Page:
Tourism – is vulnerable to a lot of factors, including oil. But more to the point, NZ has a huge exposure to tourism economically. With tourism making up something in the order of 30% of our GDP, a 50% drop in visitor numbers chops a big chunk out of our income. Is that at all realistically possible? Well, who is going to come here if the rest of the world is in a Depression? Make your own judgments, but consider the impact if it is true. What sort of unemployment would that cause?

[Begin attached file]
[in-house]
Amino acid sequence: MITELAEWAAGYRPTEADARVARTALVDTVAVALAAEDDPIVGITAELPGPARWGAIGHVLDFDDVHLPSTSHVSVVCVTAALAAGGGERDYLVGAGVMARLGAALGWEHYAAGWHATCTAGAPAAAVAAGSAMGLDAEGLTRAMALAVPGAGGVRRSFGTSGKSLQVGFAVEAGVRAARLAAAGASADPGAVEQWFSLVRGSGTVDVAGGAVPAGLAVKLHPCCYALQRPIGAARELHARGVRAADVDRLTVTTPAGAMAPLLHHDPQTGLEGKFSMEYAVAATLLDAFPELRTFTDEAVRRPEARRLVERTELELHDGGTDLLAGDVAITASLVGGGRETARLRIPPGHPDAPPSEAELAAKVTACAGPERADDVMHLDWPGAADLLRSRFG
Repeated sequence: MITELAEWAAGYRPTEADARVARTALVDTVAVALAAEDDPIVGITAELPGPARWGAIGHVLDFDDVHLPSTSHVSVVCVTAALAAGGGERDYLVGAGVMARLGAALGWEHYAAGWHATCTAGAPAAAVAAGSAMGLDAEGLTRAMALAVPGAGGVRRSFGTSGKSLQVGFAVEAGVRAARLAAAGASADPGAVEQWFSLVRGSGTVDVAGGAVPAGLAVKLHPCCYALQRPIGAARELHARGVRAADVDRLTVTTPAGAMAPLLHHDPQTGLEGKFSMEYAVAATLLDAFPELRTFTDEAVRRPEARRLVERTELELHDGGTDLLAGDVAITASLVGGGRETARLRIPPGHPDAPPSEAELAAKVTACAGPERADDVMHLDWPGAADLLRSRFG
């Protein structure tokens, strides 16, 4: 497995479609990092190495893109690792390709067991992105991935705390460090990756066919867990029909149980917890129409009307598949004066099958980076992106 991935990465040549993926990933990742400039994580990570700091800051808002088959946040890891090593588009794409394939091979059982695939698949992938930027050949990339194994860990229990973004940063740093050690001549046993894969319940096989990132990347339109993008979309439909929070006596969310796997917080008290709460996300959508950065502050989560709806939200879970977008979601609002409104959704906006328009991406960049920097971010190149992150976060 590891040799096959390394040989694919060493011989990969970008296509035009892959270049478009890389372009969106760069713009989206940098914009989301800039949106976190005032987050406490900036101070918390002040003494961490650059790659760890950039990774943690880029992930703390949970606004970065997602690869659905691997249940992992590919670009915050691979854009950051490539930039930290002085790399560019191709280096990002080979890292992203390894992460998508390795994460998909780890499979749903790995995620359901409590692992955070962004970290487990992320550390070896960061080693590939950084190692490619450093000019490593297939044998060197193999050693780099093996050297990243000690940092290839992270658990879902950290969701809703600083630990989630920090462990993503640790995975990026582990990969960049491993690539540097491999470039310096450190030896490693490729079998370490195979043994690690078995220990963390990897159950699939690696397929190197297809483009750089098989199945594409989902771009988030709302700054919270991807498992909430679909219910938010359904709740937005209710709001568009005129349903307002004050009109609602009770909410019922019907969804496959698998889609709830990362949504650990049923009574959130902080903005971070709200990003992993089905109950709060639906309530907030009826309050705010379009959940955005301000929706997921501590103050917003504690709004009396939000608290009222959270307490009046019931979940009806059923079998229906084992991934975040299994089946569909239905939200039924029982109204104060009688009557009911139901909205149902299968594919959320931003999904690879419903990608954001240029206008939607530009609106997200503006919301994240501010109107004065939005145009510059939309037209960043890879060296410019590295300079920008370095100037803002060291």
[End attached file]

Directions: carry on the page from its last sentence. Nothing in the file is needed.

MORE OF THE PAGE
Capital/Debt – NZ is essentially under capitalised. That was a big part of the rational for Kiwisaver. It has a lot less to do with securing you a halfway decent retirement income – that was only ever marginally possible at best, it is a lot more to do with eventually having a significant domestic savings base for commercial investment. In the meantime NZ imports capital and always has. The implication of that is that we are all extremely vulnerable to global capital markets. So in-spite of all the Central Banks racing each other to zero % interest rates, that isn’t actually going to affect what you end up paying, regardless of official Monetary policy and jawboning by bureaucrats. For the moment interest rates are coming down, but your deposit required is going up, and so too could interest rates at any time. House prices and debt of all types is in danger and our whole economy lives on debt now. For more information on this topic there are a lot of sources available on the net. Also, check out the article “Falling houses” in my sidebar. The upshot is that middle class wealth is invested in housing(real estate), falling prices = falling wealth. Opps!!! The ramifications of that are multi-fold and painful.